6
What is a Theory of Content?

6. 1. The Topic

It is noticeably easier to evaluate a theory if we know what the theory is meant to do. The aim of Part II is to make as explicit as possible the constraints which I take a theory of content to be required to meet. This should serve both to delineate the topic, and to locate the theory proposed in Part III within current debates.

A philosophical theory need not be a reduction, but a reduction is the simplest kind of theory. Let us suppose that we are after a reduction of content, in the sense of 'reduction' which was defined in 1.2. That is, we are looking for an account of that in virtue of which content-reporting statements are true, which provides necessary and sufficient conditions (subject to a criterion of factual equivalence) for their being content-reporting, and which is at least non-circular.

The kind of content we are concerned with is the content of propositional attitudes--what is believed, desired, hoped, feared, expected, known, and so forth. If we are to have a reduction of this kind of content, we will have a reductive account of what it is to possess a concept, since possessing the concept "C" is just a matter of having some propositional attitude that . . . C . . . (for some filling of the blanks).

The assumption implicit in singling out the content of propositional attitudes is that there is another type of content, or another way of having content, with which propositional attitude content-- conceptual content is to be contrasted. This might be called informational content. Computers may be said to register and process information; so, perhaps, may parts of organisms, like parts of the visual systems of mammals, for example.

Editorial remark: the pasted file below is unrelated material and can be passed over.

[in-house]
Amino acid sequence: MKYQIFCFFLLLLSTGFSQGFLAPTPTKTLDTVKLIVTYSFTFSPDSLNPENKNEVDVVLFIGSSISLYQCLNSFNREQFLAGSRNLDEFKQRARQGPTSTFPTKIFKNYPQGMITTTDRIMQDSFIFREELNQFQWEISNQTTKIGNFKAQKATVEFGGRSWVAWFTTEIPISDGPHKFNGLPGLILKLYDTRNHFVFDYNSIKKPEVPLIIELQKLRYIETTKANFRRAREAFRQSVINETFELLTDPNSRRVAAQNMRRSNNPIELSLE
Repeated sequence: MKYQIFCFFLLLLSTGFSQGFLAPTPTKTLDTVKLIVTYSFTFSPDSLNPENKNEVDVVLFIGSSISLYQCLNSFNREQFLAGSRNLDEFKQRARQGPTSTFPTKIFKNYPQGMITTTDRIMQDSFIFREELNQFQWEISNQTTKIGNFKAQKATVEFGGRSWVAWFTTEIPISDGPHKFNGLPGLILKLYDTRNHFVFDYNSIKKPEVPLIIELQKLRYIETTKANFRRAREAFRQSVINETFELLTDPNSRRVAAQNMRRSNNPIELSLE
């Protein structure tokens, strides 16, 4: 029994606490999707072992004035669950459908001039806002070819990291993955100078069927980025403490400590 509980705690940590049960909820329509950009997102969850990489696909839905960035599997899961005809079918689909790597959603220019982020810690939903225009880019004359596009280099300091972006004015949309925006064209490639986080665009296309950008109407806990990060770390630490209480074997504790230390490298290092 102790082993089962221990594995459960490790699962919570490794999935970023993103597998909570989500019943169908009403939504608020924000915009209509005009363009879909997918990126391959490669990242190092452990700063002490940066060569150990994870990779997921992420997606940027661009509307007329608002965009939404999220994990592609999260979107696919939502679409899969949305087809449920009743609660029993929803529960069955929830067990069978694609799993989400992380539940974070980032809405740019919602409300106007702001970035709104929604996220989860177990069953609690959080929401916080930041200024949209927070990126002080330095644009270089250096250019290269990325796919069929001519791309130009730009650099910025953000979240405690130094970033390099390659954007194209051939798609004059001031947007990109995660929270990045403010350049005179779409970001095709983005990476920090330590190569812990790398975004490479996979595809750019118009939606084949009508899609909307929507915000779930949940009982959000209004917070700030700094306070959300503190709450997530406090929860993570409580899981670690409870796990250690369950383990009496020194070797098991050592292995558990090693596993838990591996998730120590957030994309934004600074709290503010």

I am assuming, then, that there is a difference between possessing concepts and registering or processing information. This ought to be uncontroversial. Most people are inclined to believe that people have beliefs; hardly anyone really thinks that an adding machine or

-75-

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The Good and the True
Table of contents

Table of contents

  • Title Page iii
  • Preface vii
  • Contents ix
  • Notational Convention xiii
  • Introduction 1
  • Part I- Metaphysics and Content 9
  • 1- Philosophical Theories And Metaphysical Schemes 11
  • 2- Conceptualism is Kantian 21
  • 3- Informativeness 33
  • 4- Scientism 41
  • 5- A Proposal for a Scientific Metaphysics 54
  • Part II- The Shape of a Theory Of Content 73
  • 6- What is a Theory of Content? 75
  • 7- Unified Externalism 86
  • 8- The Explanation of Behaviour 106
  • Part III- An Evaluative Theory of Content 141
  • 9- The Core of a Theory 143
  • 10- Intrinsic Assessability 182
  • 11- Truth and Virtue 214
  • 12- Understanding People 243
  • 13- Word-Meaning and Opacity 284
  • Bibliography 329
  • Index 333
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